Hyperlexia— precocious reading ability in very young children—can present itself in several ways. In one group some “normal” (neurotypical is the proper term these days) children simply read early; they may be reading at a sixth grade level at age 3 for example with no behavioral or other concerns. Eventually their classmates catch up in reading skills, but such advanced reading at a very early age understandably draws attention. This form of “hyperlexia” is not a disorder; it does not require treatment. These children, usually very bright, go on to have very typical, successful lives. I refer to this group as Hyperlexia I.

A second group of children who read early are some with autistic disorder where the hyperlexia is in fact sometimes viewed as a savant-like “splinter skill” associated with the autism. These children have other signs and symptoms of Autistic Disorder and the early reading is but one facet of that more pervasive disorder. Intervention and treatment in this group is directed at the underlying Autistic Disorder. However the precocious reading ability can itself be a valuable treatment tool for teaching language and social skills and should not be marginalized or disregarded as unimportant or frivolous. I refer to this group as Hyperlexia II. Unfortunately, as I will point out, some clinicians and other specialists hold that when precocious reading ability is present, and when coupled with comprehension, language and social difficulties, it is always part of an autistic spectrum disorder. I do not subscribe to that view.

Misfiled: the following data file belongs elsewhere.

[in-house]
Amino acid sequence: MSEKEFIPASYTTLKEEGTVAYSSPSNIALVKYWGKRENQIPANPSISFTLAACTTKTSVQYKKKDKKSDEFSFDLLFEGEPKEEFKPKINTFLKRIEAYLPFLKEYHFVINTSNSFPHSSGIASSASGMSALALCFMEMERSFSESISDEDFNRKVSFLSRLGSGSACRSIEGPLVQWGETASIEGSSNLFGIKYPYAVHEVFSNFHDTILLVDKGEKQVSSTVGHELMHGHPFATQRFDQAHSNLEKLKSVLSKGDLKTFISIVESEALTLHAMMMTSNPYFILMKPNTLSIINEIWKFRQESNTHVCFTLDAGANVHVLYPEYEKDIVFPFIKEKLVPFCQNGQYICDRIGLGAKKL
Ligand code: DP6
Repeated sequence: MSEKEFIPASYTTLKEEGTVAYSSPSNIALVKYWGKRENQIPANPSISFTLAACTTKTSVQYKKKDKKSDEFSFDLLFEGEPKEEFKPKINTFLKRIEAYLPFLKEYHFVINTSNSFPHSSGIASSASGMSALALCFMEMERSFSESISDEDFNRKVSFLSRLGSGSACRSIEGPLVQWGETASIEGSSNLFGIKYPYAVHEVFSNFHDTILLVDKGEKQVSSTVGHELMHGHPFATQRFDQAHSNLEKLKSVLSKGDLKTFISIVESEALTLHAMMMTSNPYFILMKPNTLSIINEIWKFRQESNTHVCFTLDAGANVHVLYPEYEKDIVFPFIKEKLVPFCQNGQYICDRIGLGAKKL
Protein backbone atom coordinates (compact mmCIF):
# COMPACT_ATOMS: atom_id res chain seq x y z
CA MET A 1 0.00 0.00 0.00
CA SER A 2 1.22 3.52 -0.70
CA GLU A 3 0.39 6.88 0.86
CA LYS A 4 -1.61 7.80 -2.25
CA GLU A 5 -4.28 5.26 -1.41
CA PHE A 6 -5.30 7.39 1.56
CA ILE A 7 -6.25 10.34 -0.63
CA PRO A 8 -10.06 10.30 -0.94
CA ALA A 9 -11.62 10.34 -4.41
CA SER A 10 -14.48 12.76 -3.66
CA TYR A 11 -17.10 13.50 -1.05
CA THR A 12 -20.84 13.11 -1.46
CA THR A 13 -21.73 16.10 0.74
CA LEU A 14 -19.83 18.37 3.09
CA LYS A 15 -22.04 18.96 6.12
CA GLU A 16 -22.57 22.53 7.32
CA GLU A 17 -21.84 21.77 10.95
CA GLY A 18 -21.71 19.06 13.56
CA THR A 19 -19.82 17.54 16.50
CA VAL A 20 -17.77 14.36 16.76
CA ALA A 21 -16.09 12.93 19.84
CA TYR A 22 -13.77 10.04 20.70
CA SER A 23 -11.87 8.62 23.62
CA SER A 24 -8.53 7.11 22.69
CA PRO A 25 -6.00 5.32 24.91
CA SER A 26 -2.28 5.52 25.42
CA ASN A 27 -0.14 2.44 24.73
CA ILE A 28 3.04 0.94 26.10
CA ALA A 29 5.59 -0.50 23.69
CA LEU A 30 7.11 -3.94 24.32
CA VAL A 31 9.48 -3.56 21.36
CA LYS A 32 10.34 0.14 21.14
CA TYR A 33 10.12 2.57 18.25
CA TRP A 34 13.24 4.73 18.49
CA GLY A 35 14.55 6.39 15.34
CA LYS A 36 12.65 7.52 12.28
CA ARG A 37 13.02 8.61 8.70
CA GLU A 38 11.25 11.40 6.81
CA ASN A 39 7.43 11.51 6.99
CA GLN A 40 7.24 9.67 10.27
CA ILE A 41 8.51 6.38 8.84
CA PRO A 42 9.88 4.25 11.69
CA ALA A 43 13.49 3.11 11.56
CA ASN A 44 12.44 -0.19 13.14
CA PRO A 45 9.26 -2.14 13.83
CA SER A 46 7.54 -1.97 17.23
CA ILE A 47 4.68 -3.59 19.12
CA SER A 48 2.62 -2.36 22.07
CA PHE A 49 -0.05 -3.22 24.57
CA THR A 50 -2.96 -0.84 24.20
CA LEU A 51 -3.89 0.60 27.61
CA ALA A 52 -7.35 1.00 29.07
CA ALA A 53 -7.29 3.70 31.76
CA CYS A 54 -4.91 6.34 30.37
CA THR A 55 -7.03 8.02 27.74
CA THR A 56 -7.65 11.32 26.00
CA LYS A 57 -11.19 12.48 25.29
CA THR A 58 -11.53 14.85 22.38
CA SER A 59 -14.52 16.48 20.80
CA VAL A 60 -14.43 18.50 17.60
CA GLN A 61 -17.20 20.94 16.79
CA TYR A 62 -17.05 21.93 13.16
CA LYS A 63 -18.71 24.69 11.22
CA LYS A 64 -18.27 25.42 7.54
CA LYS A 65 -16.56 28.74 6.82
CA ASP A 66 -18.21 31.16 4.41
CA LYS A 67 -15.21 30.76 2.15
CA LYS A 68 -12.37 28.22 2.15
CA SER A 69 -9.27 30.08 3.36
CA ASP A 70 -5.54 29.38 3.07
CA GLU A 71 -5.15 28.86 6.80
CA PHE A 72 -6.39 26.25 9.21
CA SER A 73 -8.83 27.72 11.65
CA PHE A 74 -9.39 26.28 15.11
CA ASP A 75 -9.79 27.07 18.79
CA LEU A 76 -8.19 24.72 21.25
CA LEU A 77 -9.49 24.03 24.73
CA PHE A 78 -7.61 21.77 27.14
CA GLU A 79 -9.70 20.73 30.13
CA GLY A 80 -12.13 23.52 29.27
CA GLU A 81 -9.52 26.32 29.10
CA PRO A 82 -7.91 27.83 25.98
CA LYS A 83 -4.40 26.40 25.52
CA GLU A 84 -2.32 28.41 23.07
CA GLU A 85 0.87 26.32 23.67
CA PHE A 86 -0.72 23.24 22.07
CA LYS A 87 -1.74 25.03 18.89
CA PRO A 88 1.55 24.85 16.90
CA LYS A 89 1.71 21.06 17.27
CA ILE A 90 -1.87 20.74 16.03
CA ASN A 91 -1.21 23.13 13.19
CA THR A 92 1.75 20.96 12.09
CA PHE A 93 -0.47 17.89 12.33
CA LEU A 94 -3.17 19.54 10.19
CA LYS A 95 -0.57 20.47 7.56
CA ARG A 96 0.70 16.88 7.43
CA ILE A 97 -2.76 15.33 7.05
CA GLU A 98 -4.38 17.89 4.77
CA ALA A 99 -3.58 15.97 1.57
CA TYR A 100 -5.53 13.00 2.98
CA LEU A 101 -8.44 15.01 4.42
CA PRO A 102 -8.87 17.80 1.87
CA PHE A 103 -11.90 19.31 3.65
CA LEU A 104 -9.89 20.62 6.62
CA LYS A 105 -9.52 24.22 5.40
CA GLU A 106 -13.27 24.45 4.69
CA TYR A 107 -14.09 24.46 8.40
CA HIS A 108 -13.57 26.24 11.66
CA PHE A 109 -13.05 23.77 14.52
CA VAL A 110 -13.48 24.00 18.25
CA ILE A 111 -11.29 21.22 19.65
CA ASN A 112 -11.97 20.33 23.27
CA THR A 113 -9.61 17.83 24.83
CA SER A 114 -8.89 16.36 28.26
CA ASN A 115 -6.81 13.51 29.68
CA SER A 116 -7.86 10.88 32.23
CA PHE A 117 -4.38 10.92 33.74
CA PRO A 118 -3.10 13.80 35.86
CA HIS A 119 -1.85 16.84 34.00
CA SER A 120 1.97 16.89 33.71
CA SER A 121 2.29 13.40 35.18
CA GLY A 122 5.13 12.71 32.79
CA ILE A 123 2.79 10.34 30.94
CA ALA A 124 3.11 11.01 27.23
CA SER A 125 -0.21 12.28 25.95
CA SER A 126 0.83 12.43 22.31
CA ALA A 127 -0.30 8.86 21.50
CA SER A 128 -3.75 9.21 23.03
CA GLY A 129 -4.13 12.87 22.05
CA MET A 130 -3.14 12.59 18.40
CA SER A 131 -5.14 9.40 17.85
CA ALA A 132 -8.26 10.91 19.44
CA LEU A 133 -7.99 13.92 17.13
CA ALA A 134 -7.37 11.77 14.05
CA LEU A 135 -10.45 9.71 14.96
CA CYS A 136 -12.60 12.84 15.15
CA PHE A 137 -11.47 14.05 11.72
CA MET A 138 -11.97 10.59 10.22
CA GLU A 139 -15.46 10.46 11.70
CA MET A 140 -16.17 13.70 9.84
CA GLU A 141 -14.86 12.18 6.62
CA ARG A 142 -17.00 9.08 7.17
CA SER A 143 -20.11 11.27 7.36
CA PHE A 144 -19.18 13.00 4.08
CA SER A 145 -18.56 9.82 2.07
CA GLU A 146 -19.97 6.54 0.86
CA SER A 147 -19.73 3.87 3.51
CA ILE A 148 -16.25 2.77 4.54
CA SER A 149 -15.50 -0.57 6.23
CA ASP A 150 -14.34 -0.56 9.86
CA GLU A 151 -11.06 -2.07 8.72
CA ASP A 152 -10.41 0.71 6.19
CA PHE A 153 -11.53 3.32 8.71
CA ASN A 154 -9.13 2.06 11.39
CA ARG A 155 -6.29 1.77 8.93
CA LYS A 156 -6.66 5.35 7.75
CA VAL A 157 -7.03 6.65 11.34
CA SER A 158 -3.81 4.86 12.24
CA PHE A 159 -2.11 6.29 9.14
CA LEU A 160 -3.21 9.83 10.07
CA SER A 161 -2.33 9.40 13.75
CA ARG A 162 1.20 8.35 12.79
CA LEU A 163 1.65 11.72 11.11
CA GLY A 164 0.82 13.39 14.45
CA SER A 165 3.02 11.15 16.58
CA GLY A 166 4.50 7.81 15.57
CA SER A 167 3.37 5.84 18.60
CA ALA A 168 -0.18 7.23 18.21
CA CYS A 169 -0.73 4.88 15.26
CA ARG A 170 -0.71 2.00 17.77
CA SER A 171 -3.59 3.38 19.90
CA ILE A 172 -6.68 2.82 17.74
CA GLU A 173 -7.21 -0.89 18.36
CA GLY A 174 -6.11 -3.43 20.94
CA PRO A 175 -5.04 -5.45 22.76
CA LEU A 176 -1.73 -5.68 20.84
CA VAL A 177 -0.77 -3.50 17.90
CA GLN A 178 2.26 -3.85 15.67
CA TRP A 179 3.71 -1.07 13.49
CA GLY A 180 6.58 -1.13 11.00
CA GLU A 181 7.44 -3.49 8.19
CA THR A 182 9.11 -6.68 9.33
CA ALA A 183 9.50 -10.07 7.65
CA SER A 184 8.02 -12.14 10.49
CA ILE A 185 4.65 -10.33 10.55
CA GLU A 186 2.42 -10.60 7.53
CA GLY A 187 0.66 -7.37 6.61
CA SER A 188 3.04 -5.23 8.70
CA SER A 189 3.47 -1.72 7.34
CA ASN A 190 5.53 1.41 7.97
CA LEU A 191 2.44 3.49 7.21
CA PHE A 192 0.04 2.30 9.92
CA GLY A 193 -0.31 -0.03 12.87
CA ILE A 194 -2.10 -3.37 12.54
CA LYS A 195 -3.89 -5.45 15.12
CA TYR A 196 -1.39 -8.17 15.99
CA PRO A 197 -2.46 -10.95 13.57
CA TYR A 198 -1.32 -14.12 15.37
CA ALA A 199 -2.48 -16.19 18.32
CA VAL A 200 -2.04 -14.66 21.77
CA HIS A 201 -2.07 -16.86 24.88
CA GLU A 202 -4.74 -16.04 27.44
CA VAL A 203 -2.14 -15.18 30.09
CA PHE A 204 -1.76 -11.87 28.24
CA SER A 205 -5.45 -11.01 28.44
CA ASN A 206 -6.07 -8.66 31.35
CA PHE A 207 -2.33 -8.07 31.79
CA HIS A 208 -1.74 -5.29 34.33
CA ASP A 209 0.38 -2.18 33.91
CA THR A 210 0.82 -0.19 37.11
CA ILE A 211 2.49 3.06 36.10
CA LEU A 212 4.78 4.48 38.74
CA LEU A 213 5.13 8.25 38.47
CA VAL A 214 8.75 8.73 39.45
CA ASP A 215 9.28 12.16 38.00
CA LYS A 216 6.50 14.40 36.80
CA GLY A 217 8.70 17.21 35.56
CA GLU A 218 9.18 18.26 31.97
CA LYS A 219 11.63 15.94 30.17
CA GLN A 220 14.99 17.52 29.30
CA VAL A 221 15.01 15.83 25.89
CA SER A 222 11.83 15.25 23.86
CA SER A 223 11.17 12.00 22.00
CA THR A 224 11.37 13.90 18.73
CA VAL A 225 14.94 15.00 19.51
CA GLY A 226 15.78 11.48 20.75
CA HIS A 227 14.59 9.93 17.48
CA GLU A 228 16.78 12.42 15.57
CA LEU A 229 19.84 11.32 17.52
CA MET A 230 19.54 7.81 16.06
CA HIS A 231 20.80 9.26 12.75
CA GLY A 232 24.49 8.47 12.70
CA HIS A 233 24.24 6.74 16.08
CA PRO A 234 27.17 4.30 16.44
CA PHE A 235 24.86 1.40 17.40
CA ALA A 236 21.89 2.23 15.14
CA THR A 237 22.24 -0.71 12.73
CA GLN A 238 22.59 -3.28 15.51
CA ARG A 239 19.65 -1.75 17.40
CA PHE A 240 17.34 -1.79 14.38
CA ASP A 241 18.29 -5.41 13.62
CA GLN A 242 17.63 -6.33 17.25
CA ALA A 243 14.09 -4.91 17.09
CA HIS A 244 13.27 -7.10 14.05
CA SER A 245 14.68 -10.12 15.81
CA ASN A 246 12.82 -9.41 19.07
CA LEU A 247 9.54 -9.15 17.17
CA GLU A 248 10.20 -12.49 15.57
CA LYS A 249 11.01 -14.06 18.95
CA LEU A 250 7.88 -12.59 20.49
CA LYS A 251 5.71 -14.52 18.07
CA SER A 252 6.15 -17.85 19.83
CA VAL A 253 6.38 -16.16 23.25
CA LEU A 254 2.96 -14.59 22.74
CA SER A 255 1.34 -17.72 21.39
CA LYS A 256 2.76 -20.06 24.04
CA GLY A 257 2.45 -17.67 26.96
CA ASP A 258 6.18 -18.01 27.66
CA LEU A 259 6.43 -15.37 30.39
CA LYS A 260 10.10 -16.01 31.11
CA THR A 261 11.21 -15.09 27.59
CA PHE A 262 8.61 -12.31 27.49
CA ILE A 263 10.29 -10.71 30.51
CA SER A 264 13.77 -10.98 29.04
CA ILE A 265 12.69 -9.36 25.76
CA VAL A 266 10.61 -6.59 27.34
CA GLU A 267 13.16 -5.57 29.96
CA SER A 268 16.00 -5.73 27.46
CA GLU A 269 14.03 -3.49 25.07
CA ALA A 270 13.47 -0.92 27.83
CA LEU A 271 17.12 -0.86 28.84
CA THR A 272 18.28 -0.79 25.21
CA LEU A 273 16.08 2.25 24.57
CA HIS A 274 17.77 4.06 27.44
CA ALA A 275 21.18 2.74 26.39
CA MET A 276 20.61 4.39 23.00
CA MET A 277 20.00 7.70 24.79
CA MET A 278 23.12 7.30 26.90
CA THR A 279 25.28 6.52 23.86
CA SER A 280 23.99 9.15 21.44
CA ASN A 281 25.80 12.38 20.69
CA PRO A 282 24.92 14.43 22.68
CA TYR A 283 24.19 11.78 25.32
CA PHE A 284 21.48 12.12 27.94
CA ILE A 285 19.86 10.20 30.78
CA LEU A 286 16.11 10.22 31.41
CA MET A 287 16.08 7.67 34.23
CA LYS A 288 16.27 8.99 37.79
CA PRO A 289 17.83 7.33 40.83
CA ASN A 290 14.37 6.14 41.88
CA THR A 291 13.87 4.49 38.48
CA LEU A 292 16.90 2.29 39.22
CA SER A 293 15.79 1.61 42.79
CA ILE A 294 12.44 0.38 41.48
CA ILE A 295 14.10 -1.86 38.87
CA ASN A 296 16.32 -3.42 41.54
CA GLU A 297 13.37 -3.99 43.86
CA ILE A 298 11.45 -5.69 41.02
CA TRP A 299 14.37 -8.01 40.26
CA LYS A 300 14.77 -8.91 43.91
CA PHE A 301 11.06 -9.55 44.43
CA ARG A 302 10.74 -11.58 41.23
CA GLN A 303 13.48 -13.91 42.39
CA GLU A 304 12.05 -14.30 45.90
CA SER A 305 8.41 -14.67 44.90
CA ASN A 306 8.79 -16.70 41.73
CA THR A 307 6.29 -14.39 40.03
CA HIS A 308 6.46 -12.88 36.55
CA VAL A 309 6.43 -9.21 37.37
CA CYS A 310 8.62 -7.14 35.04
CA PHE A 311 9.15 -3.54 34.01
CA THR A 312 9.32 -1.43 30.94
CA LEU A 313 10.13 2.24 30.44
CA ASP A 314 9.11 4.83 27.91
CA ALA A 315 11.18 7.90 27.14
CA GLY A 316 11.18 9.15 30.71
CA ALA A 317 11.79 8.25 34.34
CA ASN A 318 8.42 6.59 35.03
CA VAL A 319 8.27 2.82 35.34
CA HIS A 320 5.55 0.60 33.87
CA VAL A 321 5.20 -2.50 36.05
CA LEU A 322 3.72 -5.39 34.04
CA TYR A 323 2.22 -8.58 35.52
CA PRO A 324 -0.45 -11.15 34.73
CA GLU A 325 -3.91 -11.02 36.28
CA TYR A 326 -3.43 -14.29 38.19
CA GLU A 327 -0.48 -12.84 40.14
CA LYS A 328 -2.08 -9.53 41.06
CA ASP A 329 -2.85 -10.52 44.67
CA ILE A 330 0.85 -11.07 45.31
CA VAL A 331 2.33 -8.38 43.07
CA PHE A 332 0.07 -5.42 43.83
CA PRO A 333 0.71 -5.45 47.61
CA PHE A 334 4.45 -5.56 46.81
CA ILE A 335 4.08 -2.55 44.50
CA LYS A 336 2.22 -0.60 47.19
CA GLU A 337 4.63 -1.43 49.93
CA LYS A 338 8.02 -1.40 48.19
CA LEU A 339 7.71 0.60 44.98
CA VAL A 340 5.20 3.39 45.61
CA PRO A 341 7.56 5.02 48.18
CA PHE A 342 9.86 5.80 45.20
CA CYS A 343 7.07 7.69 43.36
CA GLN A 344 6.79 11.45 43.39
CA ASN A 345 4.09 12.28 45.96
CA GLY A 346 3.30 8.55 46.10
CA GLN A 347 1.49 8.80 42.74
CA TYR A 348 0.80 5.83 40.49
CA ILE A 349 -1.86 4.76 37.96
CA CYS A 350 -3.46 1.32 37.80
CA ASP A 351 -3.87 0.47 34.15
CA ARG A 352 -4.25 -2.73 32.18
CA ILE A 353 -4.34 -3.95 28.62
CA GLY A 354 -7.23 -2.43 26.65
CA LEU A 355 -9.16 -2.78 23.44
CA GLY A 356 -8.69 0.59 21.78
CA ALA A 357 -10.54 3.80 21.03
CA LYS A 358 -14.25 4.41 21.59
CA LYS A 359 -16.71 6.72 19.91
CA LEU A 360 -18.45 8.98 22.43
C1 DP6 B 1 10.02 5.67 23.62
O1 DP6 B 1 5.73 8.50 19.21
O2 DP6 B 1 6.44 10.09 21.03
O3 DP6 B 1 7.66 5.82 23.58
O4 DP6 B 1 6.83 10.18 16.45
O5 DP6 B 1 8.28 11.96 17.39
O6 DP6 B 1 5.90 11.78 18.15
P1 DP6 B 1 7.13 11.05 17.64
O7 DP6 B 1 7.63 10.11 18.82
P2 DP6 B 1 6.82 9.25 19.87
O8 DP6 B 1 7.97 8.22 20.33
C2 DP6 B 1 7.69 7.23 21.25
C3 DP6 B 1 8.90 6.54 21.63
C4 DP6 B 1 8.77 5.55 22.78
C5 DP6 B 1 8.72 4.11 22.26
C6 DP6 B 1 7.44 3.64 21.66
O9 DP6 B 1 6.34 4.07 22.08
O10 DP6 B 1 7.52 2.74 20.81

Instead, there is a third group of children, many of whom have been brought to my attention through “I’ve got a son or daughter who…….” inquiries from the savant syndrome web site at http://www.savantsyndrome.com. This third group of children who read early present with a startling precocious ability to read, well beyond that expected at the child’s chronological age. The hyperlexia is coupled with an intense fascination with letters or numbers. Yet in spite of the intense preoccupation and ability with words, there are, correspondingly, significant problems in understanding verbal language. Comprehension of that which is masterfully read is often poor, and thinking is concrete and literal. There is difficulty with, and paucity of, abstract thinking. There may be some behaviors and symptoms commonly associated with autism spectrum disorders as well including echolalia (repeating rather than initiating conversation), pronoun reversals, intense need to keep routines (obsession with sameness), auditory or other sensory hypersensitivity, specific intense fears, strong auditory & visual memory, and selective listening with the appearance of suspected deafness. In this group of children these latter “autistic” traits and behaviors are only “autistic-like” however, mirroring those seen in autistic disorder itself. However, in contrast to those in Autistic Disorder, these “autistic-like” symptoms fade over time as the child “outgrows” his or her “autism” as some parents have described that transition. I call this group Hyperlexia III.

The purpose of this posting is to describe these different types of hyperlexia and to point out the necessity for careful differential diagnosis among them because of differing treatment and outcome implications, along with alleviating some of the unnecessary distress and worry in parents when a diagnosis of Autistic Disorder is applied prematurely and in error to some children who read early.